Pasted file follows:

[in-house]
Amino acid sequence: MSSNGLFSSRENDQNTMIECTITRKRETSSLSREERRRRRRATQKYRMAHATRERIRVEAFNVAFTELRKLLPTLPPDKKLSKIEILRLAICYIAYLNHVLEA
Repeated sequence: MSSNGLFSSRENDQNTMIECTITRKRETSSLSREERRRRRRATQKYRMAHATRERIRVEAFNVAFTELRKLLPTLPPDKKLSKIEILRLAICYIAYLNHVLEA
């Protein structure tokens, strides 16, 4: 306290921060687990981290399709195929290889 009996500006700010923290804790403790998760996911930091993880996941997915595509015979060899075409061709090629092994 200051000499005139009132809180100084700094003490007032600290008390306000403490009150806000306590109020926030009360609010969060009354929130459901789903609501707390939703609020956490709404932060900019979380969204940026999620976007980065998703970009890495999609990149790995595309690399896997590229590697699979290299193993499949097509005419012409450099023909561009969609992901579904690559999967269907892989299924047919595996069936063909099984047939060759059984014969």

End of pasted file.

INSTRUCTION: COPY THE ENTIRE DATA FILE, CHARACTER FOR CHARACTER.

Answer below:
[in-house]
Amino acid sequence: MSSNGLFSSRENDQNTMIECTITRKRETSSLSREERRRRRRATQKYRMAHATRERIRVEAFNVAFTELRKLLPTLPPDKKLSKIEILRLAICYIAYLNHVLEA
Repeated sequence: MSSNGLFSSRENDQNTMIECTITRKRETSSLSREERRRRRRATQKYRMAHATRERIRVEAFNVAFTELRKLLPTLPPDKKLSKIEILRLAICYIAYLNHVLEA
């Protein structure tokens, strides 16, 4: 306290921060687990981290399709195929290889 009996500006700010923290804790403790998760996911930091993880996941997915595509015979060899075409061709090629092994 200051000499005139009132809180100084700094003490007032600290008390306000403490009150806000306590109020926030009360609010969060009354929130459901789903609501707390939703609020956490709404932060900019979380969204940026999620976007980065998703970009890495999609990149790995595309690399896997590229590697699979290299193993499949097509005419012409450099023909561009969609992901579904690559999967269907892989299924047919595996069936063909099984047939060759059984014969």